Seperation of Power and Checks and Balances

Topics: United States Congress, President of the United States, United States Constitution Pages: 3 (1258 words) Published: May 12, 2013
How a Bill Becomes a Law.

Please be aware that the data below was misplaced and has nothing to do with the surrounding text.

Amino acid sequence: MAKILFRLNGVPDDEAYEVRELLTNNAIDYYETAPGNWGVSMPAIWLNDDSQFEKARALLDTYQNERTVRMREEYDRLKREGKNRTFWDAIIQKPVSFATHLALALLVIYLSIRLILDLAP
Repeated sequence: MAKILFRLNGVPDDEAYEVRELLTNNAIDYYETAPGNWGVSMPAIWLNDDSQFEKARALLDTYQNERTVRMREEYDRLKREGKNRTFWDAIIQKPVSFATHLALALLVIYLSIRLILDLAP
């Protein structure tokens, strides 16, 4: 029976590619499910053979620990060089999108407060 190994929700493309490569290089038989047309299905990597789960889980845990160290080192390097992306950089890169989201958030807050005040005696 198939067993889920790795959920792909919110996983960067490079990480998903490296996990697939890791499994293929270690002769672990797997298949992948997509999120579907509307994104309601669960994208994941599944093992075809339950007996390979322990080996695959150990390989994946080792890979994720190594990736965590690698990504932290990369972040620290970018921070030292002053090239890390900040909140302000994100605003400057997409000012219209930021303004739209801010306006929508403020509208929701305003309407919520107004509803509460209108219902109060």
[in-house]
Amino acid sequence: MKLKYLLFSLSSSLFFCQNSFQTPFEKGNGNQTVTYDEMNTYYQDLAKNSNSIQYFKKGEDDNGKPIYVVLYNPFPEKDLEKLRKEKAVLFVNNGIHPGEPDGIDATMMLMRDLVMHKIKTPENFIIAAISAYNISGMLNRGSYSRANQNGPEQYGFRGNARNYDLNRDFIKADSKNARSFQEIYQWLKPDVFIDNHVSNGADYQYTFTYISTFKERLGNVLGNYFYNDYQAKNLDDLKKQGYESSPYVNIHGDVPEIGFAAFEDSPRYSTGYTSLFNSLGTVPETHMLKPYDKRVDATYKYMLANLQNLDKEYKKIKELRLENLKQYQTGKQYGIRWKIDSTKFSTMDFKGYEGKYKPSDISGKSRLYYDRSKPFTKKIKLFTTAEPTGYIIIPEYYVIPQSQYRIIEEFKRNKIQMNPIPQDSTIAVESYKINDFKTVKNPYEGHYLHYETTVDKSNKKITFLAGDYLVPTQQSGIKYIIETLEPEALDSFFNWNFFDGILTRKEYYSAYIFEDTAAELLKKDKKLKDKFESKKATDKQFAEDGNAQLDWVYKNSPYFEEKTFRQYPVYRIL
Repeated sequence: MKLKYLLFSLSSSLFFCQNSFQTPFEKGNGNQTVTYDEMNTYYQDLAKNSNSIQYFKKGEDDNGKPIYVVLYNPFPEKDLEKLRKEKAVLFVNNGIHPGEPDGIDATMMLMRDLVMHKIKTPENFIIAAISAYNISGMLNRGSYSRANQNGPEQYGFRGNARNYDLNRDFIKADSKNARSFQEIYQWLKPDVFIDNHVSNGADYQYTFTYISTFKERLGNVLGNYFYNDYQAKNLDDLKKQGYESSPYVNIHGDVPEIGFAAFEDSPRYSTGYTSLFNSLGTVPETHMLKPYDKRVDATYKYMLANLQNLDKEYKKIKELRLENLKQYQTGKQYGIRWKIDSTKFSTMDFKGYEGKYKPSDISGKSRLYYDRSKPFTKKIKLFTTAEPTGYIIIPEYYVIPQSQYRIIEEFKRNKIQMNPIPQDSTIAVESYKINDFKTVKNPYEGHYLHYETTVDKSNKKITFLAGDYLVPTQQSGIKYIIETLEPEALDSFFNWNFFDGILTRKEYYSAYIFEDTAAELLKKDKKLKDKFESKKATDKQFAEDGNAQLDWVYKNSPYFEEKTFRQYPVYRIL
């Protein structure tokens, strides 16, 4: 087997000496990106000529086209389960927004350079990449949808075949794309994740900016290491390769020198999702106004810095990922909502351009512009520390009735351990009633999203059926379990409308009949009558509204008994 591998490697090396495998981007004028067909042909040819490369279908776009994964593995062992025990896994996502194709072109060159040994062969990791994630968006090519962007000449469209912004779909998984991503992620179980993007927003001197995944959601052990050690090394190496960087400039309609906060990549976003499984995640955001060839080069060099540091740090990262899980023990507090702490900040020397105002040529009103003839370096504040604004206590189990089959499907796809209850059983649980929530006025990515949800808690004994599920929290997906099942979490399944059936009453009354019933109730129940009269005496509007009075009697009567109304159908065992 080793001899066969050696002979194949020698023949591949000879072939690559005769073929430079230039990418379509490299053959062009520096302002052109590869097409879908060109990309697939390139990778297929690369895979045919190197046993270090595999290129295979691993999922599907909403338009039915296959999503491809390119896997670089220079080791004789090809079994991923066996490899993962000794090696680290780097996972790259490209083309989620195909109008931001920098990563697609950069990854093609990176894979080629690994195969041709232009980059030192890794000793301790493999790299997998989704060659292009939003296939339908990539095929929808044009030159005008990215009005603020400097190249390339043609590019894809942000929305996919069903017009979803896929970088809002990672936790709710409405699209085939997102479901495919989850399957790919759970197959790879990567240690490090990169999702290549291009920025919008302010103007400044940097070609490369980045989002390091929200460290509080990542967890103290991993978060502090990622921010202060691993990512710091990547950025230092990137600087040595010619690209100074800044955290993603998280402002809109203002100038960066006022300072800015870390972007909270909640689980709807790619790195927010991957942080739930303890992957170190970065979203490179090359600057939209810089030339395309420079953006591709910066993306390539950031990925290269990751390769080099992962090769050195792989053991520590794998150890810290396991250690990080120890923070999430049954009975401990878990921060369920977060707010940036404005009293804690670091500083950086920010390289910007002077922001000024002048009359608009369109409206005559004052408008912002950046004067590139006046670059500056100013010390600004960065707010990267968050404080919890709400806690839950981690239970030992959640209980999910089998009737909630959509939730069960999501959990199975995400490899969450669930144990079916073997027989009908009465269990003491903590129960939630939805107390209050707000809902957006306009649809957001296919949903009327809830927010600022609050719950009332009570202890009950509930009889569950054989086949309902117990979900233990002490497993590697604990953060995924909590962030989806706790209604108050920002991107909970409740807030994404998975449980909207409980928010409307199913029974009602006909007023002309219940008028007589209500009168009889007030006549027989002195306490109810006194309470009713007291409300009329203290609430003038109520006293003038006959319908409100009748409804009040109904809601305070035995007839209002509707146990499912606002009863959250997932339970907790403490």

To make a bill into a law is written out for us in the Constitution. However the Constitution only gives you an idea of how to make a bill into a law. It gives you a broad perspective of how to approve a bill and what to do for approval. Most of all the all bills are looked at on a subjective form, thus meaning that whoever creates the bill, approves it and or veto’s it, is all on a someone’s opinion. To give you a short brief idea of how a bill is processed it must first have reason to be created. Then after long process and rewriting the bill finds itself in front of both houses where it must have both houses give a majority vote. Last but not least for a bill to become a law the president must sign the bill. Now you have a law and the short of the process. Now to the real process of any bill becoming a law. First of all there has to be reason for a bill to be submitted to become a law. Once we have a reason for a bill to become a law a member of congress will present this to the house. However a constituent, state legislatures and the President may submit a bill. No matter which of these individuals submit the bill the rest of the process is always the same. Although there is one exception to policy with this, any rising revenue much cross through the house and not the senate. There are committee from both in congress, the House of Represenatives and the Senate which will get broken down into subcommittees. These committees are basically assigned or deal with certain branches or items. The subcommittees will deal with these items and sections with more focus based on specialties of that subcommittee. All bills cover specific things. For example “laws of gun ownership today” is a bill that is either going to be revised or a new one will be submitted. As we can see there is a subcommittee just for weapons. Once a new bill is brought forth it is introduced and assigned to a committee. This is where the extra tricky portion begins....
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